Navigating immigration and inequality to find happiness
By MC D., Director in Risk Management
MC is a Director in Risk Management at Capital One. He leveraged his background in accounting and auditing to help build out Capital One's financial internal controls program (Sarbanes-Oxley) and has since transitioned to Operational Risk focusing on the Finance division. MC believes that corporate America can play an important part in social justice and equality, helping to lift up all aspects of our communities to make us stronger as a whole.
It’s important for me to work for a company that demonstrates and shares similar values to myself. It’s no coincidence that I ended up working at Capital One, which has demonstrated its allyship to the LGBTQ+ community in so many meaningful ways; most recently with its unabated endorsement of the Equality Act. But prior to joining the company, I had first-hand experience with how inequality in the law and the complicated web of immigration almost kept me from being with my husband. Thanks to amazing allies, our story has a happy ending. But for many in the LGBTQ+ community, there is still much to be done to bring about equality.
Finding love on a different continent
Until I fell in love, I never had a reason to think I’d permanently live anywhere besides the small town where I grew up in South Africa. After university, I enjoyed the early years of my professional career at one of the big four accounting firms and, in that role, had the opportunity to travel to the US for a six-month work rotation.
Then, I met someone. At first, we kept it friendly, understanding our lives were on separate continents and that any romantic relationship would be on a clock. So, after my rotation ended, we said goodbye...until we didn’t. I returned to South Africa and Jonathan soon visited me. Six months after that, he visited again.
We had such a connection, but the distance and immigration obstacles seemed like impossible barriers to a future together. We made the decision to do whatever it took to end up in the same place. Initially, we tried to get him a rotation to South Africa, but it was simpler for me to do another US rotation. I asked for another rotation and came back to the US a second time, still on my work visa.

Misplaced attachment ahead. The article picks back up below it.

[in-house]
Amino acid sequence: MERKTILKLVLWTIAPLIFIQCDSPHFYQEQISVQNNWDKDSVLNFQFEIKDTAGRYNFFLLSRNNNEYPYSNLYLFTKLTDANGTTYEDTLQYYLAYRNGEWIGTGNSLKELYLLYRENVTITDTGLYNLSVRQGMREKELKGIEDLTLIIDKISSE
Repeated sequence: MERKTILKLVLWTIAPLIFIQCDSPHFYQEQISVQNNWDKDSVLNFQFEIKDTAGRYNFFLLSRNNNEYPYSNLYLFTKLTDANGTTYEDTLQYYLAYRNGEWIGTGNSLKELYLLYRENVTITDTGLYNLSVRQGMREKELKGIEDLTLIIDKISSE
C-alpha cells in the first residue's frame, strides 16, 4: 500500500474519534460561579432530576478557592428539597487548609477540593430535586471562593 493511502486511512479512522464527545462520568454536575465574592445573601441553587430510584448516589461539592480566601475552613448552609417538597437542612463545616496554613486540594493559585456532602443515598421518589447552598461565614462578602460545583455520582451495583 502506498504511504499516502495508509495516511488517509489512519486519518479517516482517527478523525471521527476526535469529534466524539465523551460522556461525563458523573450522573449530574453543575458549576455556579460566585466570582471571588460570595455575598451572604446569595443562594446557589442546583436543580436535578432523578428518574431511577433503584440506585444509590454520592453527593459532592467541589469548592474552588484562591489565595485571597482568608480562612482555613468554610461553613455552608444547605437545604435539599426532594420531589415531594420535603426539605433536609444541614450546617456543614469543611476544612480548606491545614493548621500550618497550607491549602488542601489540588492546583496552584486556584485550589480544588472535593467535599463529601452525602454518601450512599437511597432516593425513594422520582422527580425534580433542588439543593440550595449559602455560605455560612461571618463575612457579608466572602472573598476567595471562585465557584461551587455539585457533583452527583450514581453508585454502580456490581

Image by Shawnee Custalow via https://shawneecustalow.com/
Navigating immigration uncertainty and career limbo
In 2007, without same-sex marriage and the related immigration benefits, a work visa was our only option, albeit a temporary solution. Work visas tie employees to one specific employer. If either my employer or I severed our employment relationship, I would have been required to leave the US within ten days. It’s an insecure way to live—and prevented me from putting down roots or forging long-term plans. That insecurity worsened during the 2008-09 economic downturn when many foreign rotational employees were laid off. It was a profoundly stressful time that was compounded by the long hours I worked trying to make myself indispensable to my employer and lifeline.
This uncertainty and anxiety lasted for years. Many opposite-sex couples in our situation would have married, entitling the foreign spouse to a green card and legal residency as well as an additional 1,100 rights that the federal government confers on married couples.
We however chose to get married for ourselves, and did so in a private ceremony in Massachusetts in 2009, even though we knew we wouldn’t get federal recognition. Our union came with no legal rights in terms of immigration, medical or tax benefits. Same-sex marriage was not federally legal—and wouldn’t be for another six years.